The silver center cent is an American pattern coin, a forerunner to the large cent and an early example of a bimetallic coin. Less than a dozen specimens are known to exist today. An uncirculated silver center cent was sold at an auction for $414,000 in January 2002. That coin should be worth more than one million dollars today.
The silver center cent was an early attempt to reduce the size of the cent while maintaining its actual value.
During the early years of the American republic, there was a general consensus that the intrinsic bullion value of the new nation’s coinage should be approximately equal to its face value. Some merchants would refuse to accept coins that did not meet this standard. For most denominations, bullion parity was achieved by producing the coins in a gold or silver alloy. However, the Coinage Act of 1792 specified that the cent was to consist of 11 pennyweight (264 grains) of pure copper. Such a weight, needed to maintain actual value, would have been too heavy for practical everyday use.
U.S. Secretary of State Thomas Jefferson suggested an alternative: the coin could be made of an alloy that was primarily copper, but which consisted of enough silver to generate an intrinsic value of one cent with a reasonable coin size. This bullion alloy was considered by the U.S. Mint, but U.S. Treasury Secretary Alexander Hamilton feared that it would be too susceptible to counterfeiting, since its appearance differed little from that of pure copper. In 1792, the Mint’s chief coiner, Henry Voight, hit upon a solution: a copper planchet, slightly smaller than that of a modern quarter, with a small silver “plug” inserted in a center hole during the striking process. The silver plug would have been worth approximately 3⁄4¢ at contemporary bullion prices, while the copper planchet added an additional 1⁄4¢ of intrinsic value. Several such coins were produced as test pieces. Ultimately, the additional labor required for these bimetallic coins proved unsuitable for mass production, and the large cent that was produced for circulation starting in 1793 consisted of 208 grains of 100% copper.
The obverse of the silver center cent features a Liberty head with flowing hair. The date appears below the portrait, and the words “LIBERTY PARENT OF SCIENCE & INDUST.” are inscribed in a circular pattern around the central devices. The reverse design consists of a wreath with the words “ONE CENT” in the center, and the fraction “1/100” below. Surrounding the wreath, “UNITED STATES OF AMERICA” is inscribed.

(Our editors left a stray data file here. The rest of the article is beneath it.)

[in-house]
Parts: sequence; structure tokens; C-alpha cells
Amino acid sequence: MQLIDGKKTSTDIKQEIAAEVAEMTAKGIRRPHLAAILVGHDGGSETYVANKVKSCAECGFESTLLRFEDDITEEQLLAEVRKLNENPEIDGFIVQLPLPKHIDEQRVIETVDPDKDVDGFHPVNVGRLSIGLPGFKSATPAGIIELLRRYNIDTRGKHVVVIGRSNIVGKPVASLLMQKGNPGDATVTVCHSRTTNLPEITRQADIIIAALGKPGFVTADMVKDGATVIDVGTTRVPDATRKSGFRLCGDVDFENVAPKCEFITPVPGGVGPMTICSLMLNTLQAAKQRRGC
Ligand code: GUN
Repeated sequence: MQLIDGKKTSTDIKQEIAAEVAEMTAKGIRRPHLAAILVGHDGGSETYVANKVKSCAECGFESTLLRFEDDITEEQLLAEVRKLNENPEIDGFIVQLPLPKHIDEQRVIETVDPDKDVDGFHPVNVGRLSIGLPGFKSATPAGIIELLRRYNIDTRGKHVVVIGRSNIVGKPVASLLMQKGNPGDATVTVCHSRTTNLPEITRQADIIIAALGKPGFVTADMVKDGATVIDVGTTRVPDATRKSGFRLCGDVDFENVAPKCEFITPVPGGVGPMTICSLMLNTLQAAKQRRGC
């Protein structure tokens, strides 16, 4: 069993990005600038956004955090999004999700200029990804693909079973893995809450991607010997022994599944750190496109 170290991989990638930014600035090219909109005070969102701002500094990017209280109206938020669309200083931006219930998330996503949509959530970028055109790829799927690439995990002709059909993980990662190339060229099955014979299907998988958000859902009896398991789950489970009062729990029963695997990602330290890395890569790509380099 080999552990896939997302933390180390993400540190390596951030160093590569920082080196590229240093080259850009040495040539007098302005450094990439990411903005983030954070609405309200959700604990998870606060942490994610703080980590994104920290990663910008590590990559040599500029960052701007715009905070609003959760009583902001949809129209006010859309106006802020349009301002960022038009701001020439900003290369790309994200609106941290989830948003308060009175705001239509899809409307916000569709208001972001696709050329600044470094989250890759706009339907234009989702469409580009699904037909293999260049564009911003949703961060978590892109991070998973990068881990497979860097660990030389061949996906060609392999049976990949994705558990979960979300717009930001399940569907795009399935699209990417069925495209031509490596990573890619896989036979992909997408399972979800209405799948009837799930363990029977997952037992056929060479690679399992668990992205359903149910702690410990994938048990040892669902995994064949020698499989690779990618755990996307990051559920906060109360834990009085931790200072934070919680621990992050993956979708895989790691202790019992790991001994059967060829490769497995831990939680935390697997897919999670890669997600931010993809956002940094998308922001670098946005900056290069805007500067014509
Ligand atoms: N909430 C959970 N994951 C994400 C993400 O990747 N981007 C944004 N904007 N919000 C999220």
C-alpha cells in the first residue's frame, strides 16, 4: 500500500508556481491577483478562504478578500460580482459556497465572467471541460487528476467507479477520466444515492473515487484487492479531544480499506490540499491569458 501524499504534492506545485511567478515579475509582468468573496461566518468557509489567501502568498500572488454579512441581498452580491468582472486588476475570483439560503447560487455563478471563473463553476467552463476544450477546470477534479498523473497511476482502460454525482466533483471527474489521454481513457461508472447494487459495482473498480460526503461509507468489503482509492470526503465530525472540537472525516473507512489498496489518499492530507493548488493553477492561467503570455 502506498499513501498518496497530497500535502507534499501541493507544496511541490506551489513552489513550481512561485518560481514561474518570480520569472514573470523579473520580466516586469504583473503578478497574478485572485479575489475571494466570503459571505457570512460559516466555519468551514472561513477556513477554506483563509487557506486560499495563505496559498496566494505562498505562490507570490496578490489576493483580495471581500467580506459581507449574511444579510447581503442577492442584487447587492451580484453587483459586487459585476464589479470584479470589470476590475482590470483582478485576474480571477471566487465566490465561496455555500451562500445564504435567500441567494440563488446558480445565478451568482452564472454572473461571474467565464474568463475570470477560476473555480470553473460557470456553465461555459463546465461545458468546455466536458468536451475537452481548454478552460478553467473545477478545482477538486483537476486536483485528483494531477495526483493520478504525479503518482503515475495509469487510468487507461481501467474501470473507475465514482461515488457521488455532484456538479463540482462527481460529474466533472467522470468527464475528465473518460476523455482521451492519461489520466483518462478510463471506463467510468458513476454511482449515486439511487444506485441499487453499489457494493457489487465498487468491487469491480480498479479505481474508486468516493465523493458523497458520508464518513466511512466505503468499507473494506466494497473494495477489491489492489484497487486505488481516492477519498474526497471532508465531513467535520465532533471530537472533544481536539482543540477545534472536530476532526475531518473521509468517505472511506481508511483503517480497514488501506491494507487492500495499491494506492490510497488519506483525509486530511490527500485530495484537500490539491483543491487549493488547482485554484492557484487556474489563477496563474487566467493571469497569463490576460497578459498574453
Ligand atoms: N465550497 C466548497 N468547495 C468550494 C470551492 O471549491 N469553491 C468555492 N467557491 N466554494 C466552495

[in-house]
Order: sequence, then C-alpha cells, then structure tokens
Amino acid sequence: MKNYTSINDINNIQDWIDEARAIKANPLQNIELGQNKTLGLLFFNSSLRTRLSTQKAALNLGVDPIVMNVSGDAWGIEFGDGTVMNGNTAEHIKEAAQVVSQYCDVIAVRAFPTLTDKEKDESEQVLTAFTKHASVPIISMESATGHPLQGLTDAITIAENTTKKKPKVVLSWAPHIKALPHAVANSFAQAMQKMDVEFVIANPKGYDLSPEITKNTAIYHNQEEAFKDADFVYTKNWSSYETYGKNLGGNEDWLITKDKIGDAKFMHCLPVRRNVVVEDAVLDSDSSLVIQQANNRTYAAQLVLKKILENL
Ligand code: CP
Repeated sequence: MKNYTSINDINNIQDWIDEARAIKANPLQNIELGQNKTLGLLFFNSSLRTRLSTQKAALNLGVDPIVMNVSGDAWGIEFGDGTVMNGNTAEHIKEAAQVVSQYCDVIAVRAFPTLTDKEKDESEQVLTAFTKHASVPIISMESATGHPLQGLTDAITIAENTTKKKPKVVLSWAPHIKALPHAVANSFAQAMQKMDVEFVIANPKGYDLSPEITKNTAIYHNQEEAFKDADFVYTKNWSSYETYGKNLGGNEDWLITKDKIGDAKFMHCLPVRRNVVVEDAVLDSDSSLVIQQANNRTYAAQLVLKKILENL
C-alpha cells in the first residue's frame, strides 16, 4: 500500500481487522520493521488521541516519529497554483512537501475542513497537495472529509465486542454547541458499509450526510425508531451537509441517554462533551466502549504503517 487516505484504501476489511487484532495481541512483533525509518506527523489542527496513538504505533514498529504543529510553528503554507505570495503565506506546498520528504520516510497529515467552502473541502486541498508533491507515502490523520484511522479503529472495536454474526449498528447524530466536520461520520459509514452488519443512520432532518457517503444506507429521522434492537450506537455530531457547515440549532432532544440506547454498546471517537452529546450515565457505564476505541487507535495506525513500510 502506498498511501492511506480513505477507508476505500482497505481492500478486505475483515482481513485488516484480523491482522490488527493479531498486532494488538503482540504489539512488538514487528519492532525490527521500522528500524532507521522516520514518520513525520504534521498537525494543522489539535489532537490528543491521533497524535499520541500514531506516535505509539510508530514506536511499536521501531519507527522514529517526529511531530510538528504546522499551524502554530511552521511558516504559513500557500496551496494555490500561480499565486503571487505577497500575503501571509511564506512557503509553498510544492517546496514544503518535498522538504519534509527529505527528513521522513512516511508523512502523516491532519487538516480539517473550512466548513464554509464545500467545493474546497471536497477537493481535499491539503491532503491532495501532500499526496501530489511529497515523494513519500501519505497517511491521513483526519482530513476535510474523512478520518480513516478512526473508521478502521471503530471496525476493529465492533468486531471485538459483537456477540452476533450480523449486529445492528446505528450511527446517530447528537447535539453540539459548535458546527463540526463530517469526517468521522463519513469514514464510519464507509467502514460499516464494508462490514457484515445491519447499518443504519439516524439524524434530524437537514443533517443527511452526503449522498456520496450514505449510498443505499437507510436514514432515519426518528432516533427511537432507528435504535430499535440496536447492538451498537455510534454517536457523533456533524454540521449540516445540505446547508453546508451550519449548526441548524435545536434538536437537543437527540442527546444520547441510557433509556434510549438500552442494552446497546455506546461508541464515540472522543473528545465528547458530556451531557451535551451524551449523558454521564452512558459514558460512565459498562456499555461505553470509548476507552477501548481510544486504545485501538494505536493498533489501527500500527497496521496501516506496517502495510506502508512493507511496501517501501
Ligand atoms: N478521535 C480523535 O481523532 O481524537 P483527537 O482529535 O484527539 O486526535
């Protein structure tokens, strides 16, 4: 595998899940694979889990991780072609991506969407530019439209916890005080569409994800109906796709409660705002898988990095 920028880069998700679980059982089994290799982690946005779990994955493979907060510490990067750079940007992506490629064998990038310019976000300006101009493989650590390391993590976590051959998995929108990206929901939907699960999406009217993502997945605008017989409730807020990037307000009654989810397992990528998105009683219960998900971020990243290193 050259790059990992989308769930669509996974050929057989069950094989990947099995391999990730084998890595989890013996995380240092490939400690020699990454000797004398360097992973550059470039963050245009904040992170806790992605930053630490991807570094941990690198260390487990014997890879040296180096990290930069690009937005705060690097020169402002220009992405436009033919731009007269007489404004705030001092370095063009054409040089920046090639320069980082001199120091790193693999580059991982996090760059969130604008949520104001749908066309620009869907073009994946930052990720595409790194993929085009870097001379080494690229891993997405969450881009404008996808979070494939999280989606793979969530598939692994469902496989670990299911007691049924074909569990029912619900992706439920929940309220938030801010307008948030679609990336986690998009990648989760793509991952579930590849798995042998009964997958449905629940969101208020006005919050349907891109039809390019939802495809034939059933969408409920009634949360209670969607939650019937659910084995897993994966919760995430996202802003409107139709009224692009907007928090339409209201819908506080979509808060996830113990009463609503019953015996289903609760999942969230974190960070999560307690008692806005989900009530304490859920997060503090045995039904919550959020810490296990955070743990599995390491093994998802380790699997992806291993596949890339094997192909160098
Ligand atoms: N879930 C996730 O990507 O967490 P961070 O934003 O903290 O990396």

1. ^ a b “J1/P1”. The Society of U.S. Pattern Collectors. http://www.uspatterns.com/j1p1.html.
2. ^ a b c d e Garrett, J. and Guth, R. (2003). 100 Greatest U.S. Coins. Atlanta, GA: H.E. Harris & Co. p. 48. ISBN 0-7948-1665-7.
3. ^ “1792 silver center cent. Judd-1, Pollock-1. Rarity-7-. F-15 (PCGS)”. Stack’s: Rare Coins for Sale: Numismatic Auctions. Stack’s, LLC. 2006. http://www.stacks.com/lotdetail.aspx?lrid=AN00037319. “The Norweb piece, sold by Stack’s in 2002 — an epoch ago in terms of interest and value in famous early American rarities — brought $414,000, at the time a world record for a cent.”
4. ^ “1792 P1C One Cent, Judd-1, Pollock-1, High R.6, MS61 Brown PCGS”. Heritage Auctions: The World’s #1 Numismatic Dealer and Auctioneer. Heritage Auctions, INC. 2012. http://coins.ha.com/c/item.zx?saleNo=1169&lotNo=5403. “The Morris specimen traces its pedigree back to Charles Morris and its appearance in S.H. & H. Chapman’s auction in April 1905.”
5. ^ “The Coinage Act of April 2, 1792”. The United States Mint. United States Department of the Treasury. http://www.usmint.gov/historianscorner/index.cfm?action=docDetail&id=326. Retrieved 2010-04-16.
6. ^ The J2/P2 pattern has the same design as the silver center cent, but consists of a solid planchet with no silver plug. At least one specimen is made of a billon alloy — see here.
7. ^ “1792 Silver-Center Cent”. CoinFacts.com. Collectors Universe, Inc. 1999-2006. http://coinfacts.com/patterns/1792_patterns/1792_judd_01.htm.
8. ^ The silver center cent has a diameter of roughly 23mm, according to CoinFacts.com. The U.S. Mint’s specifications page on modern coinage lists the quarter’s diameter at 24.26mm.
9. ^ Julian, R.W. (2003). “The First Cent Coinage”. CollectorUSA. http://www.collectorusa.com/articles/1793.php.
10. ^ “Flowing Hair Cent, Chain Reverse (1793 Only)”. CoinFacts.com. Collectors Universe, Inc. 1999-2005. http://coinfacts.com/large_cents/1793_chain_cents/1793_chain_cents.html. “Metal content: Copper – 100%. Weight: ±208 grains (±13.5 grams).”
11. ^ Julian, R.W. (1999-2007). “The Copper Coinage of 1793”. Heritage Coins. http://coins.ha.com/common/features/numisarticles.php?id=224. “On January 14, 1793, the President signed into law a bill reducing the weight of the cent to 208 grains (13.48 grams).”